Worldly and Spiritual Values: Humankind May Depend on Rediscovering a Natural Balance

How to reconcile secular worldly and selfless spiritual values.

Posted May 19, 2011

Worldly and spiritual values appear to pull people in different directions. Take a look at each in turn and this becomes clear. How may they be reconciled?

Worldly values primarily concern basic human needs to survive and flourish: food, clothing and shelter. This means not only making sure you can pay for what's required, but also having something extra for luxuries and for security. The more anxious you are about life's risks and vicissitudes, the more you are likely to want to acquire and accumulate.

It is a short step from this position to one fully embracing monetary values; giving them high, if not top, priority. Everyone would like to be rich.

It says, "In God We Trust". Why so?

In a materialist cultural environment, alongside wealth, power and celebrity are also given priority. The powerful need never go hungry. The famous need never go without. They have more than they require to survive and thrive. Those who are wealthy, powerful and famous can have more or less whatever they desire; and this is not always healthy.

Worldly values, driven by the profit motive and laws of supply and demand, come therefore to be essentially mercenary. They are divisive, result in the development of self-interest groups, and pit people into competition with each other. Some say this is a benefit, but it can be destructive. There are both unworthy winners and innocent losers.

Worldly values lead to shopping temptations.

Secular values are not themselves in any way reprehensible. They are good; but they easily decline towards being over-competitive, ego-driven and self-interested. Initially need-driven, they readily become greed-driven. The fear of threatened insufficiencies invests them with an urgency that ratchets up the pace of life, imbued with a kind of blindness for anything but the short-term goal.

Spiritual values, in contrast, have a calmer, eternal quality, arising from deep-seated inner connectedness to the divine or spiritual dimension of human experience. Spiritual awareness, when cultivated through regular prayer, meditation and other spiritual practices, keeps the true, spiritual self in touch and in tune with the source of spiritual values, characterised by mature and selfless love.

Notice seen on a psychiatric unit

To make a list, then spiritual values include:

Honesty... Trust... Kindness... Generosity... Tolerance... Patience... Perseverance... Discernment... Humility... Courage... Beauty... and Hope.

I am not sure if these are best thought of as values or the virtues on which they are based. Either way, it is worth going slowly through them, spending quality time reflecting on the true meaning and significance of each.

It is also worth reflecting on how these spiritual values may clash with, and be corrupted by, secular, materialist, worldly values. Complete honesty and unbounded generosity, for example, might well undermine the efforts of those interested in economic profit from the advertising and sale of goods.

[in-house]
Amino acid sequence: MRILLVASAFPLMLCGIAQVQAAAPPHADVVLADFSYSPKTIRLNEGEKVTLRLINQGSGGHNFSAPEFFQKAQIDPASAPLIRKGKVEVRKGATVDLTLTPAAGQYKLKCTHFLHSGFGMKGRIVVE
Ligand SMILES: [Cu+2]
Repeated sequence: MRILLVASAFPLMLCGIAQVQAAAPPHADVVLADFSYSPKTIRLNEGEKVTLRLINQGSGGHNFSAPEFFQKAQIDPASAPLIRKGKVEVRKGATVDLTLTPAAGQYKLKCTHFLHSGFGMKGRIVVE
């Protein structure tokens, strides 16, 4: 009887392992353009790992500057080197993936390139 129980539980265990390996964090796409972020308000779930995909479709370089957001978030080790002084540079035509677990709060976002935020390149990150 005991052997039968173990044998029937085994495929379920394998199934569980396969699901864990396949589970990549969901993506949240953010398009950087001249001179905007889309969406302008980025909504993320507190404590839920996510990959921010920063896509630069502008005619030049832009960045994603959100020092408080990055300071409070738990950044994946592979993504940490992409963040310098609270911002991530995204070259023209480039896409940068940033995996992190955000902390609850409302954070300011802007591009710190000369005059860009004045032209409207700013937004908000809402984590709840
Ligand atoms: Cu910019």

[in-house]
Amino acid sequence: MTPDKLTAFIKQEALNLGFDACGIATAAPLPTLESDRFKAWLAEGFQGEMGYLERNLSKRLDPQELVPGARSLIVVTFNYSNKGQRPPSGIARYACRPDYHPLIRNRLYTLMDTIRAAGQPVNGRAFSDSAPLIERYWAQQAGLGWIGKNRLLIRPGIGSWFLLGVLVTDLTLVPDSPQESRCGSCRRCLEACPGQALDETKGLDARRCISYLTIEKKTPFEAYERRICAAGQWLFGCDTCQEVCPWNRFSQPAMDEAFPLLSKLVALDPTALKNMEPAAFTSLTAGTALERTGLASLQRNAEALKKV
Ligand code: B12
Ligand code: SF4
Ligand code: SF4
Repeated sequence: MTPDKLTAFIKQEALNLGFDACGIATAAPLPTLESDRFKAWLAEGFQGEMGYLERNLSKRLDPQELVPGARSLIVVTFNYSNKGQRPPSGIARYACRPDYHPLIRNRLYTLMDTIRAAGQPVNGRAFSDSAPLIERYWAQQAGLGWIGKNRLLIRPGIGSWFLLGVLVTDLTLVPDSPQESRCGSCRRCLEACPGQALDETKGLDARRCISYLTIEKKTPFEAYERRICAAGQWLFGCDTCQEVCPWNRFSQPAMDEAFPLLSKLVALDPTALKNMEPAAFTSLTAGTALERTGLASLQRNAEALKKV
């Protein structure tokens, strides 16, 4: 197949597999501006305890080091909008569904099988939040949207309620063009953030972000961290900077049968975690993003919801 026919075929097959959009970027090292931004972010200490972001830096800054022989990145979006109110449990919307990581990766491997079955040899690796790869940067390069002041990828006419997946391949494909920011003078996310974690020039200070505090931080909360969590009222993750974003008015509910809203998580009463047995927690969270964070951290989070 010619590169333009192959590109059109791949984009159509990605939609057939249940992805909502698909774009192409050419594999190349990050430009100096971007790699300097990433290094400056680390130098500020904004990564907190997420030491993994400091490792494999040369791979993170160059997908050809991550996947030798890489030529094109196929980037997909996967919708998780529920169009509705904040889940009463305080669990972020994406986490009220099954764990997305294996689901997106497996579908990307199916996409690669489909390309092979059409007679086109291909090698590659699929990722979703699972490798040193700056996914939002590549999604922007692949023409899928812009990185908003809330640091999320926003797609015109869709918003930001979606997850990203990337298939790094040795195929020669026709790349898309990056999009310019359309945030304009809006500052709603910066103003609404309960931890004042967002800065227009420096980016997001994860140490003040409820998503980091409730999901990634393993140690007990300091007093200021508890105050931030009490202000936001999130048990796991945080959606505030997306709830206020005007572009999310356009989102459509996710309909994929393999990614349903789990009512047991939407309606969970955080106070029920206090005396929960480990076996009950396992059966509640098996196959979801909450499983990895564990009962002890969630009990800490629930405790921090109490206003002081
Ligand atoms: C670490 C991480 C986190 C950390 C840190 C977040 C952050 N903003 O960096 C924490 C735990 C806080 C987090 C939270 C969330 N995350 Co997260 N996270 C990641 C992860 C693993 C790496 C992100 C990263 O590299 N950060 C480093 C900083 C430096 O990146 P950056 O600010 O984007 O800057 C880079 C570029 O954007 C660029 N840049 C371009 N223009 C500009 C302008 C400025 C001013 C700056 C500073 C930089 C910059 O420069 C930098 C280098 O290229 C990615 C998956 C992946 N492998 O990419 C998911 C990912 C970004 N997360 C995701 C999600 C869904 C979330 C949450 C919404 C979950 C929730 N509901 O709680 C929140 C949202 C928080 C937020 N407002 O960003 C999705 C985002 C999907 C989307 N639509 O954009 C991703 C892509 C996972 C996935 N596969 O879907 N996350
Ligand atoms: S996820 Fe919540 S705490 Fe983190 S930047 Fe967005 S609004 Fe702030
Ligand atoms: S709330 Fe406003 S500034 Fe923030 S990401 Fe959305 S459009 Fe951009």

People may argue that wealth creation benefits everyone, and this may be true when material benefits alone are considered. However, spiritual values are compromised whenever some are being exploited for the benefit of others. Think about low-paid workers in far-off places. Think too about consumers enticed into spending on what may not be essential for them, at the expense of more basic goods and services: not only food, clothing and shelter, but also healthcare and education.

There seems to be a dramatic clash, but it takes only a simple formula to reconcile worldly and spiritual values: give priority to the latter at all times.

Even in the pursuit of apparently secular, worldly goals, it is best that spiritual values predominate and prevail. This is the true antidote to anxiety and despair. Many of the problems besetting humanity - conflict, hardship, war and famine among them - arise when the opposite occurs, when worldly values override spiritual sensibilities. This can be corrected, as human beings - individually and eventually collectively - grow increasing compassionate, wise and mature.

Humanity can be said to be passing through a kind of extended adolescence, as we learn to take responsibility for the consequences of thoughts, words and actions governed by our personal and communal sets of values. This is the journey, the path and pilgrimage of spiritual development that we are each on, since birth and throughout life. It seems worth repeating that we are all on it together.

Copyright Larry Culliford

Larry's books include The Psychology of Spirituality, Love, Healing & Happiness and (as Patrick Whiteside) The Little Book of Happiness and Happiness: The 30 Day Guide.